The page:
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Scientists find new chemicals in fire

Can a new study of fire reduce pollution? Maybe.

There's more to fire than meets the eye.

Researchers at Cornell University have discovered a previously undetected family of chemical compounds, called enols, created inside a wide variety of fires. Conceivably, further study of the burning process could eventually allow scientists to develop materials that burn cleaner.

"The question is: Is there some way you can tailor the chemistry to avoid these hydrocarbons?" said Terrill Cool, professor of applied and engineering physics at Cornell. "We think that maybe isomers like this will be shown to be influential in the formation of soot."

Although it looks simple, fire is actually quite complex. Hundreds of intermediate chemical compounds are created and extinguished during the burning process. While scientists have been studying the chemistry of fire for at least 150 years, enols weren't discovered because they have the same mass as similar, previously detected compounds.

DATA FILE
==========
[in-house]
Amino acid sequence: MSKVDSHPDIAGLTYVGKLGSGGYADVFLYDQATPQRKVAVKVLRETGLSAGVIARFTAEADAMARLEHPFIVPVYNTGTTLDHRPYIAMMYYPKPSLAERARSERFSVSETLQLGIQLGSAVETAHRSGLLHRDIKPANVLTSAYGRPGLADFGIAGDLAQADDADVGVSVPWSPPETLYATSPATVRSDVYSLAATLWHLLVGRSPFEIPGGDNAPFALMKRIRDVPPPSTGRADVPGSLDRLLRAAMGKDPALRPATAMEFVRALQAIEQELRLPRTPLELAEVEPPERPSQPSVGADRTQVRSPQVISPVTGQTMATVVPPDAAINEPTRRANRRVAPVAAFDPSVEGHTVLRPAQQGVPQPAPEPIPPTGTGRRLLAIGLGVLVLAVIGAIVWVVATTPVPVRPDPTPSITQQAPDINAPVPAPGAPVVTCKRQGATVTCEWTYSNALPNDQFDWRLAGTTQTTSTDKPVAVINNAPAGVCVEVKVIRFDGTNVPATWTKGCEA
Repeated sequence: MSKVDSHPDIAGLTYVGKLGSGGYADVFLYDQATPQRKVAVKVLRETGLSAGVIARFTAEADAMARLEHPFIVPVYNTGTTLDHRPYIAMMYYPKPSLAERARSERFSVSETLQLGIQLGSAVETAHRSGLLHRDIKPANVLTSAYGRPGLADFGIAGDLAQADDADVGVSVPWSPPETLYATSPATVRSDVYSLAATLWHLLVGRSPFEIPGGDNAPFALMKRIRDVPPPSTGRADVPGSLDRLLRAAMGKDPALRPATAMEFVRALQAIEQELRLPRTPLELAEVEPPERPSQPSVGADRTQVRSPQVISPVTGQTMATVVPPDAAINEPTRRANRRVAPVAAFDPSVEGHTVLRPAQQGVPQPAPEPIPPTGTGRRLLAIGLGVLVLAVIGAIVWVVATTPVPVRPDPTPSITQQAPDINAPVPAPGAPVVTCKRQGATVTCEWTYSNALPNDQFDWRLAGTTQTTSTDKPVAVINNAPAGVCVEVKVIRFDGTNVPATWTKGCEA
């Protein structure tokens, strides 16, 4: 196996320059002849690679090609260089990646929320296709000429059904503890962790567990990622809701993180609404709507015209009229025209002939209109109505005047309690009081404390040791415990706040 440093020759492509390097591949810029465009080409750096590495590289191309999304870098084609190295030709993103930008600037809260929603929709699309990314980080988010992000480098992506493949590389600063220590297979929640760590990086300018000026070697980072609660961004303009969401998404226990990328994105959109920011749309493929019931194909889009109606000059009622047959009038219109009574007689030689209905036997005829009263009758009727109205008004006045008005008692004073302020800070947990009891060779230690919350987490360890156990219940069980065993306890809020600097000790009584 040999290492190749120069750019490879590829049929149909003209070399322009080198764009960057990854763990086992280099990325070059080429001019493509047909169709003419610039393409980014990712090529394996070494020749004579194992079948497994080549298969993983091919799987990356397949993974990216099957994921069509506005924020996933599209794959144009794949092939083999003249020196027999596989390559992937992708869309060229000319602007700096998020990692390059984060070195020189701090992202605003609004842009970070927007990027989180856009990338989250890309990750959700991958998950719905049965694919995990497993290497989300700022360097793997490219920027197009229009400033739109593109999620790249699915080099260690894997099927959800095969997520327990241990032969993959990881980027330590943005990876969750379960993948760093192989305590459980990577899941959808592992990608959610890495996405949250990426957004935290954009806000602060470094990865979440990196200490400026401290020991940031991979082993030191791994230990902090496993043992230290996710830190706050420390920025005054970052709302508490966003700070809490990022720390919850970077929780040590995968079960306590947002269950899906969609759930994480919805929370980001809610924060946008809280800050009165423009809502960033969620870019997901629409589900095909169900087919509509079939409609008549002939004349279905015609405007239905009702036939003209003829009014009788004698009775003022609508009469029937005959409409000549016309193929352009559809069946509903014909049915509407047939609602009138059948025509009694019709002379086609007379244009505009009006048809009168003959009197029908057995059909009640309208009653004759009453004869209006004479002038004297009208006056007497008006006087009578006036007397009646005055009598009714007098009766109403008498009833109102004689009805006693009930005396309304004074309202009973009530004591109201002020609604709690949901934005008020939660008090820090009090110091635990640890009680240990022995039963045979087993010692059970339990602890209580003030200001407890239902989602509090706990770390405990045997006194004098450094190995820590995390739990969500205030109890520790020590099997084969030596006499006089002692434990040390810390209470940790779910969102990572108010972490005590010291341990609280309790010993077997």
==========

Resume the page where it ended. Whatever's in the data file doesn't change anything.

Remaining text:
Typically, scientists harvest samples of the chemicals in a flame, apply an electrical charge and then time how long it takes for the electrically charged molecules to reach a detector. Heavier ions take longer, so scientists use the time to determine mass.

Cool applied a new technique that reveals both the structure and mass of the compounds present.

Enols have a structure that includes properties of both alkenes and alcohols. Ethenol (CH2CHOH), also known as vinyl alcohol, is one of the more common enols and is used in latex paint and hairspray.

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